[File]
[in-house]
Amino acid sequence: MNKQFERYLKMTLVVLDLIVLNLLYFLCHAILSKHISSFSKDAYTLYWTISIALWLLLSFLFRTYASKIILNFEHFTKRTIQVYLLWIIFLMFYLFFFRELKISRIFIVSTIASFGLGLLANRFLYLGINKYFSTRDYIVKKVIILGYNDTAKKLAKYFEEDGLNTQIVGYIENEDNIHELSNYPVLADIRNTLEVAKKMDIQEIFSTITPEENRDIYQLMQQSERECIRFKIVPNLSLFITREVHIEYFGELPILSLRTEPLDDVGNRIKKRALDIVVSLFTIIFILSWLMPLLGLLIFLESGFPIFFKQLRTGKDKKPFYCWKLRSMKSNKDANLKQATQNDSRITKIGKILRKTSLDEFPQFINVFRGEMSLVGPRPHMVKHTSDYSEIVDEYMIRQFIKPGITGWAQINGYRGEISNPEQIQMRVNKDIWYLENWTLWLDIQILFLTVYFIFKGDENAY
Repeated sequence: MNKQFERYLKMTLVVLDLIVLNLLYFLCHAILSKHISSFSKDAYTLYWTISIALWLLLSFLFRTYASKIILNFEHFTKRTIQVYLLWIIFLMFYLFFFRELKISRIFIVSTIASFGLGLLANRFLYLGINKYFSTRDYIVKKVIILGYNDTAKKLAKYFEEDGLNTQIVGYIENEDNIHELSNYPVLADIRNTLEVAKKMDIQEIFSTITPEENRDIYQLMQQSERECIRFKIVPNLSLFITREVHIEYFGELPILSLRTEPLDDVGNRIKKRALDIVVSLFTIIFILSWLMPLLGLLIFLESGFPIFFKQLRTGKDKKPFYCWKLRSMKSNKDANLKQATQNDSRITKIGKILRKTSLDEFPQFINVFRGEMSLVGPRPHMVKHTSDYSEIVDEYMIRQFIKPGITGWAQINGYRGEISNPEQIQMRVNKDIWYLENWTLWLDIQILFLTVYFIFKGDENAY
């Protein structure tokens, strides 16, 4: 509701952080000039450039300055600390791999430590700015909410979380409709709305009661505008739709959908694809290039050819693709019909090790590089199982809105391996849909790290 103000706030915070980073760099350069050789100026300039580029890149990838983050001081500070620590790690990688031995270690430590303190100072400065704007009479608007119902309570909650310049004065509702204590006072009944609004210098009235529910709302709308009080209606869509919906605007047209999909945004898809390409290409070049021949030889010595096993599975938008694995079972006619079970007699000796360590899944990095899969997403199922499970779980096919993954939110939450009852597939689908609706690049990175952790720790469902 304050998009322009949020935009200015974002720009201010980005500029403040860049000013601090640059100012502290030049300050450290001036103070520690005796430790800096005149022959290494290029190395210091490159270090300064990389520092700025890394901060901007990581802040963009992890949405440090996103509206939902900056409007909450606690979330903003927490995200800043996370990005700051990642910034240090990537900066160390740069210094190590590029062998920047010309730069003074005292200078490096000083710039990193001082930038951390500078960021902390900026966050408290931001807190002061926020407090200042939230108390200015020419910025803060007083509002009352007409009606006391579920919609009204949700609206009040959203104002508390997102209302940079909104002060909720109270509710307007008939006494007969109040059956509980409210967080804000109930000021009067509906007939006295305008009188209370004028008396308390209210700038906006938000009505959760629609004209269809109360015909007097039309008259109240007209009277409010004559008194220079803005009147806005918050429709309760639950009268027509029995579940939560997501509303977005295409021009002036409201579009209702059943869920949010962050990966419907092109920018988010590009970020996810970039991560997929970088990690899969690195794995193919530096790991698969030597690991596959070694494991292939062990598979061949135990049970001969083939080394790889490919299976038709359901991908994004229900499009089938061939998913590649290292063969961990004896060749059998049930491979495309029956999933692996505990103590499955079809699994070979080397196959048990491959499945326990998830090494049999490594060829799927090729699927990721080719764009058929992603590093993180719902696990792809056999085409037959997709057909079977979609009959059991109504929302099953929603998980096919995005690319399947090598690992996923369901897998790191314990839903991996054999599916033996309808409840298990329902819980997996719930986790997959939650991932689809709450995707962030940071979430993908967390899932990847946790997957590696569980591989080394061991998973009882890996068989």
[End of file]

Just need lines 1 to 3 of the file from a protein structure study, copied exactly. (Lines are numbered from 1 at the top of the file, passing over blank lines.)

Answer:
[in-house]
Amino acid sequence: MNKQFERYLKMTLVVLDLIVLNLLYFLCHAILSKHISSFSKDAYTLYWTISIALWLLLSFLFRTYASKIILNFEHFTKRTIQVYLLWIIFLMFYLFFFRELKISRIFIVSTIASFGLGLLANRFLYLGINKYFSTRDYIVKKVIILGYNDTAKKLAKYFEEDGLNTQIVGYIENEDNIHELSNYPVLADIRNTLEVAKKMDIQEIFSTITPEENRDIYQLMQQSERECIRFKIVPNLSLFITREVHIEYFGELPILSLRTEPLDDVGNRIKKRALDIVVSLFTIIFILSWLMPLLGLLIFLESGFPIFFKQLRTGKDKKPFYCWKLRSMKSNKDANLKQATQNDSRITKIGKILRKTSLDEFPQFINVFRGEMSLVGPRPHMVKHTSDYSEIVDEYMIRQFIKPGITGWAQINGYRGEISNPEQIQMRVNKDIWYLENWTLWLDIQILFLTVYFIFKGDENAY
Repeated sequence: MNKQFERYLKMTLVVLDLIVLNLLYFLCHAILSKHISSFSKDAYTLYWTISIALWLLLSFLFRTYASKIILNFEHFTKRTIQVYLLWIIFLMFYLFFFRELKISRIFIVSTIASFGLGLLANRFLYLGINKYFSTRDYIVKKVIILGYNDTAKKLAKYFEEDGLNTQIVGYIENEDNIHELSNYPVLADIRNTLEVAKKMDIQEIFSTITPEENRDIYQLMQQSERECIRFKIVPNLSLFITREVHIEYFGELPILSLRTEPLDDVGNRIKKRALDIVVSLFTIIFILSWLMPLLGLLIFLESGFPIFFKQLRTGKDKKPFYCWKLRSMKSNKDANLKQATQNDSRITKIGKILRKTSLDEFPQFINVFRGEMSLVGPRPHMVKHTSDYSEIVDEYMIRQFIKPGITGWAQINGYRGEISNPEQIQMRVNKDIWYLENWTLWLDIQILFLTVYFIFKGDENAY